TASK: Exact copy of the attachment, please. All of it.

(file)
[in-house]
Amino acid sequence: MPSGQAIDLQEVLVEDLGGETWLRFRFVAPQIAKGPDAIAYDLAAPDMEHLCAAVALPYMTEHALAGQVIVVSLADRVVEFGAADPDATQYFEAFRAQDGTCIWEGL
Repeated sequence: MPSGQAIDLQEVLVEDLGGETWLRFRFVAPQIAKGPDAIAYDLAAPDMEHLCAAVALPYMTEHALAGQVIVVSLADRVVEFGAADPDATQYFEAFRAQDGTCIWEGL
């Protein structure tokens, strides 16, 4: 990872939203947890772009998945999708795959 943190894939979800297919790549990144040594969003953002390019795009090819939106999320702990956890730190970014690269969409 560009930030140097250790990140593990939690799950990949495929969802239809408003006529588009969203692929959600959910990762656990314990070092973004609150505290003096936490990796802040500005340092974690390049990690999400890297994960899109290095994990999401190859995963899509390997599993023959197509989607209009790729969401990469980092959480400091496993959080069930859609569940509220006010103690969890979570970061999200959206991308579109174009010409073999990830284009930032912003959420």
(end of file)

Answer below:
[in-house]
Amino acid sequence: MPSGQAIDLQEVLVEDLGGETWLRFRFVAPQIAKGPDAIAYDLAAPDMEHLCAAVALPYMTEHALAGQVIVVSLADRVVEFGAADPDATQYFEAFRAQDGTCIWEGL
Repeated sequence: MPSGQAIDLQEVLVEDLGGETWLRFRFVAPQIAKGPDAIAYDLAAPDMEHLCAAVALPYMTEHALAGQVIVVSLADRVVEFGAADPDATQYFEAFRAQDGTCIWEGL
């Protein structure tokens, strides 16, 4: 990872939203947890772009998945999708795959 943190894939979800297919790549990144040594969003953002390019795009090819939106999320702990956890730190970014690269969409 560009930030140097250790990140593990939690799950990949495929969802239809408003006529588009969203692929959600959910990762656990314990070092973004609150505290003096936490990796802040500005340092974690390049990690999400890297994960899109290095994990999401190859995963899509390997599993023959197509989607209009790729969401990469980092959480400091496993959080069930859609569940509220006010103690969890979570970061999200959206991308579109174009010409073999990830284009930032912003959420």